The first issue was locating student records and making sure everyone was assisted in transferring to a new school.
Multiple student files were missing information, Hutton said. The lesson for the commission? Spot-checking student records may need to become a routine part of charter school oversight.After that, the most pressing challenge was figuring out how much debt taxpayers may be on the hook for.
The biggest debt is back rent. The school’s bookkeeper was possibly owed a little money. There was an outstanding Xerox lease that the commission is trying to find someone to take over.
As of June 15, no one had responded to the newspaper announcement.
The debts are still being finalized, but could run from $200,000 to $400,000.
Then commission staff started organizing the school property, taking down posters and decorations from the walls, and preparing to sell off any assets to offset the debt. It reached out to other schools and nonprofits, and then posted an ad on Craigslist looking for private buyers.
Some furniture and old computers brought in about $6,000. The school had already sold off its vans before the commission initiated closure, and at least one of those is currently listed for parts on Craigslist by an auto recycling company.
What the commission couldn’t sell, it plans to give away to other charters and schools in the complex area.
When the Charter School Commission is finished with the closure process it may have to go to the Legislature next year to ask for an appropriations bill to pay off whatever debts remain for the school.
This year lawmakers already made a change to the state’s charter school law to expedite the process for closing a school when there are issues of financial mismanagement.
“For example if a school isn’t making payroll,” Rep. Roy Takumi said. “That’s now a ‘don’t pass go,’ the school is over, situation.”
The charter revocation process has long been a concern for the Legislature, Takumi said. It’s typically been far easier to open a charter in Hawaii than to close one.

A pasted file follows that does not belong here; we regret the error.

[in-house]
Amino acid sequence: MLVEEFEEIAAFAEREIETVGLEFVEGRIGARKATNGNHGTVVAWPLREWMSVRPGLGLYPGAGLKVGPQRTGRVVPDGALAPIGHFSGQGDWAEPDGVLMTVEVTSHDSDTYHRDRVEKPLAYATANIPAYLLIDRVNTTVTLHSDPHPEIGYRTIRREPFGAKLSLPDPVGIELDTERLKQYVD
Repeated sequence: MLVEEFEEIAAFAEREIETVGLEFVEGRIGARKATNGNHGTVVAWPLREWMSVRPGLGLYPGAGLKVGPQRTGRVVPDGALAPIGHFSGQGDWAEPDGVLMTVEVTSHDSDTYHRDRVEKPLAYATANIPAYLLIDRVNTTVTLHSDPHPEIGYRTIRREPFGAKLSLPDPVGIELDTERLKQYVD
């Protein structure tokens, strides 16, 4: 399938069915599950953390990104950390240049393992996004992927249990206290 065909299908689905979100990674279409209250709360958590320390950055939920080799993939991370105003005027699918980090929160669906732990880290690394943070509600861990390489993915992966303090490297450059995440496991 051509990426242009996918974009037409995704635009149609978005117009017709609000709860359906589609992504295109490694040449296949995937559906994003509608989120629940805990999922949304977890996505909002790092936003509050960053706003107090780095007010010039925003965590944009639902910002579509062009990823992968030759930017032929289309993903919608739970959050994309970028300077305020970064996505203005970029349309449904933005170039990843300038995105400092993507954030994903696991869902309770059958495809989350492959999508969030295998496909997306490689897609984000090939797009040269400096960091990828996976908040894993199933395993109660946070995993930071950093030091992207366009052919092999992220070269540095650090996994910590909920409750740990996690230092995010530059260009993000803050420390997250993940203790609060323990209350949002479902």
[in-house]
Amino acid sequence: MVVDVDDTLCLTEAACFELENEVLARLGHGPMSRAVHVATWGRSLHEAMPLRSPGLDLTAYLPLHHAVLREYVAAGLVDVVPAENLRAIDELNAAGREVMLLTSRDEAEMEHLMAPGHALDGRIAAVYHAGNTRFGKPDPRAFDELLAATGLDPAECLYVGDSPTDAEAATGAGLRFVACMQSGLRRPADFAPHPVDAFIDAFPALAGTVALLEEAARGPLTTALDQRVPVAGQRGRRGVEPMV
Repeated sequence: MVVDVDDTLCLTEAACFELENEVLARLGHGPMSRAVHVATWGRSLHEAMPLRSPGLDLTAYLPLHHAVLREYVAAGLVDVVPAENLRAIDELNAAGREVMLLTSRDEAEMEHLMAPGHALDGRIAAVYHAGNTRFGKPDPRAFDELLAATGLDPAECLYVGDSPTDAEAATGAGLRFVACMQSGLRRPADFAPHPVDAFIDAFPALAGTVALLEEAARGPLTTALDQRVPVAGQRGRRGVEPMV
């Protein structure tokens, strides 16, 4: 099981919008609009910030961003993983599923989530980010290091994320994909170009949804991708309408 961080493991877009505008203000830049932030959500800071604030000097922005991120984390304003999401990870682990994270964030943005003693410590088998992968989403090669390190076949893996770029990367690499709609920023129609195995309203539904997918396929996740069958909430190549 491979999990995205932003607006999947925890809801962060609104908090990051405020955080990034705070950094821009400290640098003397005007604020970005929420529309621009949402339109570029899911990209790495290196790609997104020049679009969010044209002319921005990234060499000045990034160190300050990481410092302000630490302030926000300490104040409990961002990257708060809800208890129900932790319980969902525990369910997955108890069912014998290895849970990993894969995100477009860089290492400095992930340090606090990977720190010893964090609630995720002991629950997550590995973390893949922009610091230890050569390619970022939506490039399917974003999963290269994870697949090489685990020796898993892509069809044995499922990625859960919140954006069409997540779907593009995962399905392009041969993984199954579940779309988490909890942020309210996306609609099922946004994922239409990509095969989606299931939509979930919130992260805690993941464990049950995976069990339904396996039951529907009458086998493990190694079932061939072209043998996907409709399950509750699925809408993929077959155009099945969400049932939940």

“In hindsight it’s clear to us that we gave this school the benefit of the doubt for too long.”
“The revocation rate across the country is up to 10 percent of charters,” Takumi said. “This was not the first school that was on the radar for revocation but (in the past) the Attorney General said there was nothing for how to revoke a charter.”
Some changes have been made over the years to the charter school statute to address that, Takumi said.
Another result from the closure may be a slightly tougher Charter Schools Commission.
“In hindsight it’s clear to us that we gave this school the benefit of the doubt for too long,” Hutton said.
Hutton said the commission may talk with charter schools to garner input and then go to the Legislature to possibly change the charter funding schedule.
Right now the state gives charter schools funding flexibility by “front loading” payments and giving the schools 60 percent of their per-pupil allotment in July and another 30 percent in December. That means schools get 90 percent of their funding before the end of the first semester — which could be a problem if the charter is having trouble staying on budget.
“Is there a way where schools can still have flexibility they need but things are spaced out a little better?” Hutton said.
Hutton also said that while it’s unlikely the state will change the charter process to convert the schools into private, nonprofit corporations, there may be ways to better insulate taxpayers from charter school debts.
“This really has been a very huge administrative challenge for our system, and that has come at the expense frankly of some of the other systemic changes we had wanted to be further along on by now,” Hutton said.